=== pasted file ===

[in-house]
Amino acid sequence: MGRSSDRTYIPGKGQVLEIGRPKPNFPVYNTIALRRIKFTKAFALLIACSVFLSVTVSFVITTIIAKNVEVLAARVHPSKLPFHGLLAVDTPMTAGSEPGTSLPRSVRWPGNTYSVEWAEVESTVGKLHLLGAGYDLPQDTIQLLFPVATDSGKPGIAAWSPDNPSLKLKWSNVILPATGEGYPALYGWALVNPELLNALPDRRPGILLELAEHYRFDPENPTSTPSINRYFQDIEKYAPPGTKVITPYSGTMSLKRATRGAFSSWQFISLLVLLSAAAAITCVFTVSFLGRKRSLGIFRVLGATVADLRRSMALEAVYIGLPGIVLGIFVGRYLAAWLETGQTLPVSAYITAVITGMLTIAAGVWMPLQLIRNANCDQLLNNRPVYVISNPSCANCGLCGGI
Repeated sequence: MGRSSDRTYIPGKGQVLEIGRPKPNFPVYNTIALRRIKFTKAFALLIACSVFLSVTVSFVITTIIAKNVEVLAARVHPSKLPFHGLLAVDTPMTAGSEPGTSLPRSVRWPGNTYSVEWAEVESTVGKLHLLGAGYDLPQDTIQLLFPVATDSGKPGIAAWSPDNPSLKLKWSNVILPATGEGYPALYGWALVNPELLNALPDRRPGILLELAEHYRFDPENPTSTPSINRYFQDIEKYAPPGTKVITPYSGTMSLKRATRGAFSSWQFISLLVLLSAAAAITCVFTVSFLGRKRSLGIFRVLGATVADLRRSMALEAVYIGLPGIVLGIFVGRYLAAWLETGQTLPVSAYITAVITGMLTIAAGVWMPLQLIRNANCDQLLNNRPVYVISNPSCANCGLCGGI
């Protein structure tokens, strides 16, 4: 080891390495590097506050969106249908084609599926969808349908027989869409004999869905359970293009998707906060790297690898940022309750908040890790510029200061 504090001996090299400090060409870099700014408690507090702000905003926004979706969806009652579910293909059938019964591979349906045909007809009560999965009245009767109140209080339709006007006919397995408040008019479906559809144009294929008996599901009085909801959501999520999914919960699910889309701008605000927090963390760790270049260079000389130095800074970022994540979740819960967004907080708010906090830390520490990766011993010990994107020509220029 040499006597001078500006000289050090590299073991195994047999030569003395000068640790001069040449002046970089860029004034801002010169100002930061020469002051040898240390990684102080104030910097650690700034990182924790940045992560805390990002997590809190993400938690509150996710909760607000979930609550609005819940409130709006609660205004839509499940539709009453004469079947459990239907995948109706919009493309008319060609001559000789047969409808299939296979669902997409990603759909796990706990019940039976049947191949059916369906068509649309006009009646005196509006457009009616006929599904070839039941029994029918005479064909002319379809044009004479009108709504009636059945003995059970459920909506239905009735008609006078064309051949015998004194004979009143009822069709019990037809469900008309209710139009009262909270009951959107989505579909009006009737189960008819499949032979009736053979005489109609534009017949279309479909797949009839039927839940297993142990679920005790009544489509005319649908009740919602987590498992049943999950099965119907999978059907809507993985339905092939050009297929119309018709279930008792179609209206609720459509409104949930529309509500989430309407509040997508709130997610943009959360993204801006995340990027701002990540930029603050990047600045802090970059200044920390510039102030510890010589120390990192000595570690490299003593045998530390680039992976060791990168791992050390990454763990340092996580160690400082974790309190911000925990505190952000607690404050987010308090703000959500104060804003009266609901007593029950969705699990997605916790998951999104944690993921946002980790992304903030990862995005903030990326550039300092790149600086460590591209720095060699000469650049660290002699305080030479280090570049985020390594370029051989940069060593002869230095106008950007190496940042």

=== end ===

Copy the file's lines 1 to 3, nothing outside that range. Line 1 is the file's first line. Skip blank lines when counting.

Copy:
[in-house]
Amino acid sequence: MGRSSDRTYIPGKGQVLEIGRPKPNFPVYNTIALRRIKFTKAFALLIACSVFLSVTVSFVITTIIAKNVEVLAARVHPSKLPFHGLLAVDTPMTAGSEPGTSLPRSVRWPGNTYSVEWAEVESTVGKLHLLGAGYDLPQDTIQLLFPVATDSGKPGIAAWSPDNPSLKLKWSNVILPATGEGYPALYGWALVNPELLNALPDRRPGILLELAEHYRFDPENPTSTPSINRYFQDIEKYAPPGTKVITPYSGTMSLKRATRGAFSSWQFISLLVLLSAAAAITCVFTVSFLGRKRSLGIFRVLGATVADLRRSMALEAVYIGLPGIVLGIFVGRYLAAWLETGQTLPVSAYITAVITGMLTIAAGVWMPLQLIRNANCDQLLNNRPVYVISNPSCANCGLCGGI
Repeated sequence: MGRSSDRTYIPGKGQVLEIGRPKPNFPVYNTIALRRIKFTKAFALLIACSVFLSVTVSFVITTIIAKNVEVLAARVHPSKLPFHGLLAVDTPMTAGSEPGTSLPRSVRWPGNTYSVEWAEVESTVGKLHLLGAGYDLPQDTIQLLFPVATDSGKPGIAAWSPDNPSLKLKWSNVILPATGEGYPALYGWALVNPELLNALPDRRPGILLELAEHYRFDPENPTSTPSINRYFQDIEKYAPPGTKVITPYSGTMSLKRATRGAFSSWQFISLLVLLSAAAAITCVFTVSFLGRKRSLGIFRVLGATVADLRRSMALEAVYIGLPGIVLGIFVGRYLAAWLETGQTLPVSAYITAVITGMLTIAAGVWMPLQLIRNANCDQLLNNRPVYVISNPSCANCGLCGGI